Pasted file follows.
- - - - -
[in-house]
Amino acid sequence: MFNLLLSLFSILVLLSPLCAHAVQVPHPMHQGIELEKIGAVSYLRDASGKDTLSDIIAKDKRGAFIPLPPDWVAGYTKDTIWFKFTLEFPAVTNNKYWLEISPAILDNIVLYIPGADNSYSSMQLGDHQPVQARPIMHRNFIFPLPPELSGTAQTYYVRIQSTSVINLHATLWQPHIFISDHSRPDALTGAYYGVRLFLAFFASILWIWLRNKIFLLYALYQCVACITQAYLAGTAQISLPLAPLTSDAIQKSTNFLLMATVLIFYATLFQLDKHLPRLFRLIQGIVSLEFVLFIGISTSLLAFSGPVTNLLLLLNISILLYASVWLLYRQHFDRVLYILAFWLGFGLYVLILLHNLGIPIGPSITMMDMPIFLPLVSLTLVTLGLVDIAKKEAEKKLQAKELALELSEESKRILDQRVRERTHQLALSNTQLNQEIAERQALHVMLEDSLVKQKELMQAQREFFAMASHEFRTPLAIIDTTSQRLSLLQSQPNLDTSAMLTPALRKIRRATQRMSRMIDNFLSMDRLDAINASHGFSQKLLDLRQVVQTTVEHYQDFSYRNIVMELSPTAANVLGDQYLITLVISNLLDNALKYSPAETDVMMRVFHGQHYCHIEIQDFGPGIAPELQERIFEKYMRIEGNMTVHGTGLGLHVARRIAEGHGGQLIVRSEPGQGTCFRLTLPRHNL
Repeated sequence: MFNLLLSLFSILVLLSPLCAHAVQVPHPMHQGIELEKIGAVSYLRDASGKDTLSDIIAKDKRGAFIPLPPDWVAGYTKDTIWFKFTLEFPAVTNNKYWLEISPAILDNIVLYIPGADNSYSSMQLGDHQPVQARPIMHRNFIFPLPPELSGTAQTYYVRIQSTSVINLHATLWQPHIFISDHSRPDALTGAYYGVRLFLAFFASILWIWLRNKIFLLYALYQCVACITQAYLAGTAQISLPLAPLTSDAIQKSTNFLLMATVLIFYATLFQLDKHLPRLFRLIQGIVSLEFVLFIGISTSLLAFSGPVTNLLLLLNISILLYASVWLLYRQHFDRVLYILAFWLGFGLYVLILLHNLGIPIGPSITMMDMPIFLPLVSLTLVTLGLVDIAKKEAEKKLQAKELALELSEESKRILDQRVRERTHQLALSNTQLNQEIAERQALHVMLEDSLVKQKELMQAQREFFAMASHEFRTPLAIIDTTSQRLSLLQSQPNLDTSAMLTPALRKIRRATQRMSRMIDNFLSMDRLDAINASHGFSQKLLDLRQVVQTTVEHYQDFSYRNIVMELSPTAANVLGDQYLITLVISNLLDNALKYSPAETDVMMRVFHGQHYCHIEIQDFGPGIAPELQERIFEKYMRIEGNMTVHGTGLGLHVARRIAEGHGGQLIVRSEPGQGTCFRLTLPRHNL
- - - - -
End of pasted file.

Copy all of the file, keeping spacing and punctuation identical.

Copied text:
[in-house]
Amino acid sequence: MFNLLLSLFSILVLLSPLCAHAVQVPHPMHQGIELEKIGAVSYLRDASGKDTLSDIIAKDKRGAFIPLPPDWVAGYTKDTIWFKFTLEFPAVTNNKYWLEISPAILDNIVLYIPGADNSYSSMQLGDHQPVQARPIMHRNFIFPLPPELSGTAQTYYVRIQSTSVINLHATLWQPHIFISDHSRPDALTGAYYGVRLFLAFFASILWIWLRNKIFLLYALYQCVACITQAYLAGTAQISLPLAPLTSDAIQKSTNFLLMATVLIFYATLFQLDKHLPRLFRLIQGIVSLEFVLFIGISTSLLAFSGPVTNLLLLLNISILLYASVWLLYRQHFDRVLYILAFWLGFGLYVLILLHNLGIPIGPSITMMDMPIFLPLVSLTLVTLGLVDIAKKEAEKKLQAKELALELSEESKRILDQRVRERTHQLALSNTQLNQEIAERQALHVMLEDSLVKQKELMQAQREFFAMASHEFRTPLAIIDTTSQRLSLLQSQPNLDTSAMLTPALRKIRRATQRMSRMIDNFLSMDRLDAINASHGFSQKLLDLRQVVQTTVEHYQDFSYRNIVMELSPTAANVLGDQYLITLVISNLLDNALKYSPAETDVMMRVFHGQHYCHIEIQDFGPGIAPELQERIFEKYMRIEGNMTVHGTGLGLHVARRIAEGHGGQLIVRSEPGQGTCFRLTLPRHNL
Repeated sequence: MFNLLLSLFSILVLLSPLCAHAVQVPHPMHQGIELEKIGAVSYLRDASGKDTLSDIIAKDKRGAFIPLPPDWVAGYTKDTIWFKFTLEFPAVTNNKYWLEISPAILDNIVLYIPGADNSYSSMQLGDHQPVQARPIMHRNFIFPLPPELSGTAQTYYVRIQSTSVINLHATLWQPHIFISDHSRPDALTGAYYGVRLFLAFFASILWIWLRNKIFLLYALYQCVACITQAYLAGTAQISLPLAPLTSDAIQKSTNFLLMATVLIFYATLFQLDKHLPRLFRLIQGIVSLEFVLFIGISTSLLAFSGPVTNLLLLLNISILLYASVWLLYRQHFDRVLYILAFWLGFGLYVLILLHNLGIPIGPSITMMDMPIFLPLVSLTLVTLGLVDIAKKEAEKKLQAKELALELSEESKRILDQRVRERTHQLALSNTQLNQEIAERQALHVMLEDSLVKQKELMQAQREFFAMASHEFRTPLAIIDTTSQRLSLLQSQPNLDTSAMLTPALRKIRRATQRMSRMIDNFLSMDRLDAINASHGFSQKLLDLRQVVQTTVEHYQDFSYRNIVMELSPTAANVLGDQYLITLVISNLLDNALKYSPAETDVMMRVFHGQHYCHIEIQDFGPGIAPELQERIFEKYMRIEGNMTVHGTGLGLHVARRIAEGHGGQLIVRSEPGQGTCFRLTLPRHNL